Open Collections

UBC Theses and Dissertations

UBC Theses Logo

UBC Theses and Dissertations

Roles and responsibilities of public involvement committees in the Vancouver/Richmond health region :… Kwan, Brenda 1998

Your browser doesn't seem to have a PDF viewer, please download the PDF to view this item.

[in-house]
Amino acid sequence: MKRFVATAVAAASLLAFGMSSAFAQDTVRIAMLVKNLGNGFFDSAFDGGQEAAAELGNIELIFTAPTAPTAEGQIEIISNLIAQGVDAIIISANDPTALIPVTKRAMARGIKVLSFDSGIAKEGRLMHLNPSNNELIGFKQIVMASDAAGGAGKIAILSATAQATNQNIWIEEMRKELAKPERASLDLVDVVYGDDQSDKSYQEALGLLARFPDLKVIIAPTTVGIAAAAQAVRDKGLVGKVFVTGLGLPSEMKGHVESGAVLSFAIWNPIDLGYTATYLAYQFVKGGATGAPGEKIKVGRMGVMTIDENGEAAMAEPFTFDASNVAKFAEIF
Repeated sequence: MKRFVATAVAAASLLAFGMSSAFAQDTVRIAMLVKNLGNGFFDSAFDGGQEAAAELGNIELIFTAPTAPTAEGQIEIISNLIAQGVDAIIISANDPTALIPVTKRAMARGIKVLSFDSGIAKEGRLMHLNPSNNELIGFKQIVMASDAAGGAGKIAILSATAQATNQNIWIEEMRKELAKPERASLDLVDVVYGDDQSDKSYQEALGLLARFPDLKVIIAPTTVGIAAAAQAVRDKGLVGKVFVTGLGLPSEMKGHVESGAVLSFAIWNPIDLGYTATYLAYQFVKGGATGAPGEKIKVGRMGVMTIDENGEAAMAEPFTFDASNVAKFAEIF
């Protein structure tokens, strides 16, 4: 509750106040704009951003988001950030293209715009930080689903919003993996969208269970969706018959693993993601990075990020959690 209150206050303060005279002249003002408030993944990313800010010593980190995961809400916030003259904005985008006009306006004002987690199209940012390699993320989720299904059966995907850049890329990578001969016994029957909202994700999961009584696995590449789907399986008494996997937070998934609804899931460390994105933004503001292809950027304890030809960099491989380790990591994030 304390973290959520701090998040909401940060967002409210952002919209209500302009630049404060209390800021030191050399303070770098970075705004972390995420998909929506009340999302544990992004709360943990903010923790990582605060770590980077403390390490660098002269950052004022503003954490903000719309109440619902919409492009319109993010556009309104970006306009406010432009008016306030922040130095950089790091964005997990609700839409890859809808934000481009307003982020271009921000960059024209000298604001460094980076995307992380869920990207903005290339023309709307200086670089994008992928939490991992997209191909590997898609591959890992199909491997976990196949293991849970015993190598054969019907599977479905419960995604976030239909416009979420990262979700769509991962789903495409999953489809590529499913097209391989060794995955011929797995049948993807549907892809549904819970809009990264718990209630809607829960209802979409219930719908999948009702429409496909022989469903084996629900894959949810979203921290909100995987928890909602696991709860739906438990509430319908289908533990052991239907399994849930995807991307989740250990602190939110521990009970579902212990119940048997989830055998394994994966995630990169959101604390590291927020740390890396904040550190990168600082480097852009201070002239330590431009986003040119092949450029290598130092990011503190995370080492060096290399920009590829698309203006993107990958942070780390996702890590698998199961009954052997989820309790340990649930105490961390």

Item Metadata

Download

Media
831-ubc_1998-0161.pdf [ 9.23MB ]
Metadata
JSON: 831-1.0088404.json
JSON-LD: 831-1.0088404-ld.json
RDF/XML (Pretty): 831-1.0088404-rdf.xml
RDF/JSON: 831-1.0088404-rdf.json
Turtle: 831-1.0088404-turtle.txt
N-Triples: 831-1.0088404-rdf-ntriples.txt
Original Record: 831-1.0088404-source.json
Full Text
831-1.0088404-fulltext.txt
Citation
831-1.0088404.ris

Full Text